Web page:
This remarkable building, housing the museum’s vast collection, has lived through six centuries of the city’s history. Rebuilt in its current form in 1373, it stands today as one of Canterbury’s finest surviving medieval buildings.
Beginning life in around 1200 as a medieval alms house it later became St Mary’s Hospital for Poor Priests. Over the centuries the museum has served a number of purposes including an organ builder’s workshop, World War Two ambulance station and a family planning centre.
The building’s original rooms and features have become a highlight for many visitors. The Great Hall, where priests would have feasted and slept around an open fire, boasts a magnificent oak-beamed roof.
In 1575, after the building had been granted to the City, it became a house of correction, followed by a workhouse and boys’ school in the early 1700s. By 1879 the lands and revenues were used to build a new grammar school, named after the 13th Century Archdeacon of Canterbury, Simon Langton.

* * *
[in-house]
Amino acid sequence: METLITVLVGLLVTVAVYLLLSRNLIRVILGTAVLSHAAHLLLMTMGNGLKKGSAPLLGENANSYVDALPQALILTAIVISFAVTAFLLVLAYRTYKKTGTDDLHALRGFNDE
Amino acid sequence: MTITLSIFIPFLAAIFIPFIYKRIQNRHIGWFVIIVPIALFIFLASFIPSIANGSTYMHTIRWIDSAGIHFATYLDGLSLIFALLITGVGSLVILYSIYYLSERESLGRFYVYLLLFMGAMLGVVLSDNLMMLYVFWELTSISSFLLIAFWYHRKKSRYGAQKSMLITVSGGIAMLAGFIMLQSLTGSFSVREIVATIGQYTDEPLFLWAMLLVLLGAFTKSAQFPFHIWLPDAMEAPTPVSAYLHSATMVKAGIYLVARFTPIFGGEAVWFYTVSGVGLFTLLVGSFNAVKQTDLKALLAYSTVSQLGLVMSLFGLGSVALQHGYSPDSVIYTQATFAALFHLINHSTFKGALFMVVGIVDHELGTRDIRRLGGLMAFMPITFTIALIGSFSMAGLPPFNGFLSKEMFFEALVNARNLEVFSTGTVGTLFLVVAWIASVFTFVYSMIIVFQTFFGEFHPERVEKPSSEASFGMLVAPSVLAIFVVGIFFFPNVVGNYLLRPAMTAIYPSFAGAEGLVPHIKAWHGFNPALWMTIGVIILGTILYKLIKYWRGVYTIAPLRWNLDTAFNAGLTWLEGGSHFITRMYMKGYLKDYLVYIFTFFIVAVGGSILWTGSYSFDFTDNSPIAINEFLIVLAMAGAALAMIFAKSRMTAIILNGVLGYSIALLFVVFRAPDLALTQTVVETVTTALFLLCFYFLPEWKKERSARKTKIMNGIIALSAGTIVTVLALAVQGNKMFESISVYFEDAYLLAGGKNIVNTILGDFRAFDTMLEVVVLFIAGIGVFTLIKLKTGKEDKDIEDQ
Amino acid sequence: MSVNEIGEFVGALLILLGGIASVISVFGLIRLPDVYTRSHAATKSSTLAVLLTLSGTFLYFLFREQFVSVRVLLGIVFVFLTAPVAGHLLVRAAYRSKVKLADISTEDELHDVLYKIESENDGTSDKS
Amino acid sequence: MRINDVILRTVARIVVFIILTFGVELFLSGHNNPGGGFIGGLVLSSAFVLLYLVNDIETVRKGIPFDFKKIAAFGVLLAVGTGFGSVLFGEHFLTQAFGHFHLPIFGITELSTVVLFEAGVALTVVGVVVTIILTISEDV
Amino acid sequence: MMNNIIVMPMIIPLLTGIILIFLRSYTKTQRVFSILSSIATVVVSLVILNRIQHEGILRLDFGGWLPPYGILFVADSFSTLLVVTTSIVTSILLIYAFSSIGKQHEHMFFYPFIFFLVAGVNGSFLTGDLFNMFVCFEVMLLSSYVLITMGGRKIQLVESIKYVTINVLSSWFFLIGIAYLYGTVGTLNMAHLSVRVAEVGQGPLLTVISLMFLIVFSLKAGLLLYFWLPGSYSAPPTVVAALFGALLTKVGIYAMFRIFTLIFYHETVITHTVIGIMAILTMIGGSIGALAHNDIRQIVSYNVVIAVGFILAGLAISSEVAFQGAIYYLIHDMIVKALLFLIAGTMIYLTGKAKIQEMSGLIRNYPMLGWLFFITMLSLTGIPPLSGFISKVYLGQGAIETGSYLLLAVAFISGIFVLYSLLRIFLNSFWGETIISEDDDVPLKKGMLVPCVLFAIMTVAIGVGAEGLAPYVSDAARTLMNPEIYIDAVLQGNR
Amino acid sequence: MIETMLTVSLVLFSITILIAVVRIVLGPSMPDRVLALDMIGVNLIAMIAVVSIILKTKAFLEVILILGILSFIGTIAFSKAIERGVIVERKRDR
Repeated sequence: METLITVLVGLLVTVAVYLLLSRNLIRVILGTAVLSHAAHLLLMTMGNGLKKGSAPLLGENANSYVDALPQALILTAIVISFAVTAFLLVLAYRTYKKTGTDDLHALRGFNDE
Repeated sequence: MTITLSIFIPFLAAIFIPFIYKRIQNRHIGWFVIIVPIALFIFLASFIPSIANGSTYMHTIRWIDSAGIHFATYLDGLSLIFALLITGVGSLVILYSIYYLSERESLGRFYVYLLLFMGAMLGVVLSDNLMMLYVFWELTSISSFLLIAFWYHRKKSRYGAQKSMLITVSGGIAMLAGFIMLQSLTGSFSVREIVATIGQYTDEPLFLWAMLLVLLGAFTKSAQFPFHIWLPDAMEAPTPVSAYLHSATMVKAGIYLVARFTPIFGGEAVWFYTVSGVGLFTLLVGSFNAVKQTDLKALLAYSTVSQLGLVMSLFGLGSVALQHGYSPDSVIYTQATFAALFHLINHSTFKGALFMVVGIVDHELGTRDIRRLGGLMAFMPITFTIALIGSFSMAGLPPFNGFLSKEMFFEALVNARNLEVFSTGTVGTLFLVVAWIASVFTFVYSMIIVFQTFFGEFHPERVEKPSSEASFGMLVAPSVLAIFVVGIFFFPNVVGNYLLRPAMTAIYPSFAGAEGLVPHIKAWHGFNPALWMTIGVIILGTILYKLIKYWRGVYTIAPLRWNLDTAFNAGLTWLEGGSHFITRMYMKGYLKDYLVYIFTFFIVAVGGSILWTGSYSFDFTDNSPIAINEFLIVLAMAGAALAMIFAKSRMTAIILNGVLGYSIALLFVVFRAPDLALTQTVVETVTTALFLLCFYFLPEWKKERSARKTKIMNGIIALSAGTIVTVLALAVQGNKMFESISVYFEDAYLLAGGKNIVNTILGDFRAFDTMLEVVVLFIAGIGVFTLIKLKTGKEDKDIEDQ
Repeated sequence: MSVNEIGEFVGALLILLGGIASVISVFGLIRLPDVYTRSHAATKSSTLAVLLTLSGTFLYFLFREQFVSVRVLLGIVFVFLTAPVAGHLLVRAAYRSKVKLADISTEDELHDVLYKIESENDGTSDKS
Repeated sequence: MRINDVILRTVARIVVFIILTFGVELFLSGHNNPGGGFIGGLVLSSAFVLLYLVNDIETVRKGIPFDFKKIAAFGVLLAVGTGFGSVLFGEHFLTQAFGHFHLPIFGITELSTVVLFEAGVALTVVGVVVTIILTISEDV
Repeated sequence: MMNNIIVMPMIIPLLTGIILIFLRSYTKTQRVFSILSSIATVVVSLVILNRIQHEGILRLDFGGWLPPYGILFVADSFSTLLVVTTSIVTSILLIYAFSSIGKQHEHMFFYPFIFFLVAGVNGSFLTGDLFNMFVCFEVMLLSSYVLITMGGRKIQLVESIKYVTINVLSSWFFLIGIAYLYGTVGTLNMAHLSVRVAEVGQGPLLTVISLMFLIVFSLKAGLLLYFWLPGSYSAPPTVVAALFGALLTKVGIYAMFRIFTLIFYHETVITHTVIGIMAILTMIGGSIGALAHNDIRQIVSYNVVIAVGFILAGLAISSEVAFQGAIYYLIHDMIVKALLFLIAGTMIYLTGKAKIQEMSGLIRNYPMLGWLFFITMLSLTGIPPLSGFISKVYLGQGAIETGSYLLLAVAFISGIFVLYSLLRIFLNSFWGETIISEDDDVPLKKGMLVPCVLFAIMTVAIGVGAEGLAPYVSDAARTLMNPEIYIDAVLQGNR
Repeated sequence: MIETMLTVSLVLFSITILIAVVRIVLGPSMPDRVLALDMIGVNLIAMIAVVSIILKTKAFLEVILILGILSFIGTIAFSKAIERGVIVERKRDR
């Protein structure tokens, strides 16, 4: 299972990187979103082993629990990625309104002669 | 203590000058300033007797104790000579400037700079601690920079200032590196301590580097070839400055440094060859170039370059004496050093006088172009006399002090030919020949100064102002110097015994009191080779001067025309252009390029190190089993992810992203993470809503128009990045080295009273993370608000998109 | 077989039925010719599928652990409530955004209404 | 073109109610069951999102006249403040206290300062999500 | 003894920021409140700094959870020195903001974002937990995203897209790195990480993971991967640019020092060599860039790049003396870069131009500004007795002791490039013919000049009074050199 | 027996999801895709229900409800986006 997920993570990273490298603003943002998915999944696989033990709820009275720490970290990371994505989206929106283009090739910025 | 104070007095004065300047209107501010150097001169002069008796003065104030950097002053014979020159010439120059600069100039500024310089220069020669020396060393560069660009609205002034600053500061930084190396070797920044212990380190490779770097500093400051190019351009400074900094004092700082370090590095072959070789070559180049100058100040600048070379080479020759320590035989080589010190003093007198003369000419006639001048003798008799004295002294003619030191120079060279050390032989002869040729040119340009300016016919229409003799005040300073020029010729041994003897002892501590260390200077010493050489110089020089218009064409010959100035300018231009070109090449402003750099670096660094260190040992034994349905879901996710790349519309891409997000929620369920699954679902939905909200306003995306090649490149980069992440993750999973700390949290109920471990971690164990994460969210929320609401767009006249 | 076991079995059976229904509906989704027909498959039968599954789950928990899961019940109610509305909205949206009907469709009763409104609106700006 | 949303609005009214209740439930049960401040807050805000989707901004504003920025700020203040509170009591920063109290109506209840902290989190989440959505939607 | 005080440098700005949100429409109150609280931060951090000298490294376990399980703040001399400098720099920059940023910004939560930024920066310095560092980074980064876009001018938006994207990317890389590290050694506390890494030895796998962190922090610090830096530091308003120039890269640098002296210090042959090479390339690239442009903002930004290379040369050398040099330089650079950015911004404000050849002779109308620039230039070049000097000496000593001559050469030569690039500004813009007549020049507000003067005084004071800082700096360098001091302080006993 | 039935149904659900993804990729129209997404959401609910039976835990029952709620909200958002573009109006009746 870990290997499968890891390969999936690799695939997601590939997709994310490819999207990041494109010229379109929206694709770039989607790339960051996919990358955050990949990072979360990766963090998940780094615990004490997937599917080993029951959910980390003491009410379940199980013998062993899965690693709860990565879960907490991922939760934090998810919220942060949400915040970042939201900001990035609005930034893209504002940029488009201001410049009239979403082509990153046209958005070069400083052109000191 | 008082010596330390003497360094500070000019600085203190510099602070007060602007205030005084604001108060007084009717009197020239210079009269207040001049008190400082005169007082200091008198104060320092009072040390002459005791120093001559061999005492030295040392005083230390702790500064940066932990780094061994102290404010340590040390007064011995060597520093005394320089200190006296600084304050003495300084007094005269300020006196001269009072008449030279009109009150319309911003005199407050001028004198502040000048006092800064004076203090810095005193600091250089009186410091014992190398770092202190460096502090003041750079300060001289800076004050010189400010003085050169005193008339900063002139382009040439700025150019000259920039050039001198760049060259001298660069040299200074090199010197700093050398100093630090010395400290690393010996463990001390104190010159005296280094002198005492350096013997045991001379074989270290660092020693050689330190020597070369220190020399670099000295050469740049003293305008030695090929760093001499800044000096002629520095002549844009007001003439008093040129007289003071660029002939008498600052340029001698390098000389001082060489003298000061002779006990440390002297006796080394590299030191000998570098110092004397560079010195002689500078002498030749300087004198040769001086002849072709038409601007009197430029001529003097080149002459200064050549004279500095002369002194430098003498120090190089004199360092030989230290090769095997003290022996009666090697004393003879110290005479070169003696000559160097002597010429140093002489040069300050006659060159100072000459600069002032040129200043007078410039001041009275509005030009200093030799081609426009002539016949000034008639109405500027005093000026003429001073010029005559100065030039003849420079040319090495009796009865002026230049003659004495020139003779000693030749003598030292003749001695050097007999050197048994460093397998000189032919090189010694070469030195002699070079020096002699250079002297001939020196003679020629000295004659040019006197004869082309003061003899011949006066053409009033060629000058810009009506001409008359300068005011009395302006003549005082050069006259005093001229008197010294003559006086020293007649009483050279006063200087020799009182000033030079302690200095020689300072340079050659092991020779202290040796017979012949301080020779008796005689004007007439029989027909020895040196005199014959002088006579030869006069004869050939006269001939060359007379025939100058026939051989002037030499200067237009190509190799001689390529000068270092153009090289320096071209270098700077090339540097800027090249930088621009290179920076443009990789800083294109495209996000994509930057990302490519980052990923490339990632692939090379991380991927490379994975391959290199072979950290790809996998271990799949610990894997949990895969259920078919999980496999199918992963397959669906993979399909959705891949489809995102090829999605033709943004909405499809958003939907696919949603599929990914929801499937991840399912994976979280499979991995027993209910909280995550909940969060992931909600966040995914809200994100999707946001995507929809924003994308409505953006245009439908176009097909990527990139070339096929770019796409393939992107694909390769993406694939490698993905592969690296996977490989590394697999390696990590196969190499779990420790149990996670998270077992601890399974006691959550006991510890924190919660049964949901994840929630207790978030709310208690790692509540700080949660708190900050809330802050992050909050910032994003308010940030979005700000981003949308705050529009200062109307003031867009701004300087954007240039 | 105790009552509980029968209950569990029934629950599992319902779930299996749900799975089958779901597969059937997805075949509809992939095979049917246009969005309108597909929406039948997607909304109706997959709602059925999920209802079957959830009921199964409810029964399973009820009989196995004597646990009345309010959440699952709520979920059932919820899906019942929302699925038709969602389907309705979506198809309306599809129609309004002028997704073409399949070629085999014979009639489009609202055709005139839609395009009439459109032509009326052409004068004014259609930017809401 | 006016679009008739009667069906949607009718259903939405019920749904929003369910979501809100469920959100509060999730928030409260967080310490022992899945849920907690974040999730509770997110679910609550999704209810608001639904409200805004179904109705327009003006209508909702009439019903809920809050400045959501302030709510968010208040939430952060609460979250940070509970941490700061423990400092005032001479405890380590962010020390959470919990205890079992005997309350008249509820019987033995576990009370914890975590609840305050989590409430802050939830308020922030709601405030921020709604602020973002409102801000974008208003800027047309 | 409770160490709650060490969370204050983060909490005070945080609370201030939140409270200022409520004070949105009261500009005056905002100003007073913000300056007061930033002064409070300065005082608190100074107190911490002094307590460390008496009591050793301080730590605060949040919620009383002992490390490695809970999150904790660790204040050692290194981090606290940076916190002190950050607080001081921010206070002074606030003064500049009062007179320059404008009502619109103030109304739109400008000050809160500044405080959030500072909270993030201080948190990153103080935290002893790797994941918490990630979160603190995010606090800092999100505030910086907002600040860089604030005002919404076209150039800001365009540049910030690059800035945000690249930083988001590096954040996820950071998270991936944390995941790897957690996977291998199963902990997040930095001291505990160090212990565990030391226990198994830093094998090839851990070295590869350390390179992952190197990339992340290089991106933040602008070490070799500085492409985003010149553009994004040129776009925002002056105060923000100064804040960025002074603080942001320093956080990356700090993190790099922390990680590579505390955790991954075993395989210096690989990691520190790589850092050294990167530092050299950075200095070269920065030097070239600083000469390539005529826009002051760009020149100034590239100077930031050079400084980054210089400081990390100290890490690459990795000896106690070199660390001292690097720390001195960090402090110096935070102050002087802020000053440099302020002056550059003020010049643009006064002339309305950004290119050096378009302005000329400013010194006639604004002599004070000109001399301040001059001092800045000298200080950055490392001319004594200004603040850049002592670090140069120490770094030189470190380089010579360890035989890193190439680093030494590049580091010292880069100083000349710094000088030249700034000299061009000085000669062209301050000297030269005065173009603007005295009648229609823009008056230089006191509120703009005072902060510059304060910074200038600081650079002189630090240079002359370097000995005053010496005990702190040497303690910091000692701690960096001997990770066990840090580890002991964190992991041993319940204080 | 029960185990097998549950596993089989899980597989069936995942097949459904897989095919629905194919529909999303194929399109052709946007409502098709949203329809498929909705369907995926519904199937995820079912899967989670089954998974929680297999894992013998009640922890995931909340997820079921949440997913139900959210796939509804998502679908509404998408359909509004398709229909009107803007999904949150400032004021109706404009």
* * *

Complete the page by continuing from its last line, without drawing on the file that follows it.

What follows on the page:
A century passed and the building eventually came to be known as Canterbury Heritage Museum., The building is now home to artefacts, dating from the Bronze Age to World War II, which collectively tell the story of Canterbury’s fascinating history.Period 14th Century to Present
Material Various, features include flint and oak
Find me in Throughout Canterbury Heritage Museum DID YOU KNOW? Through trapdoors in the museum’s floor are the rooms of a coin minter named Lambin Frese. Lambin was paid big money to move his mint workshop here, after sparks from his furnace were the likely cause of a devastating fire at Canterbury Cathedral in 1174.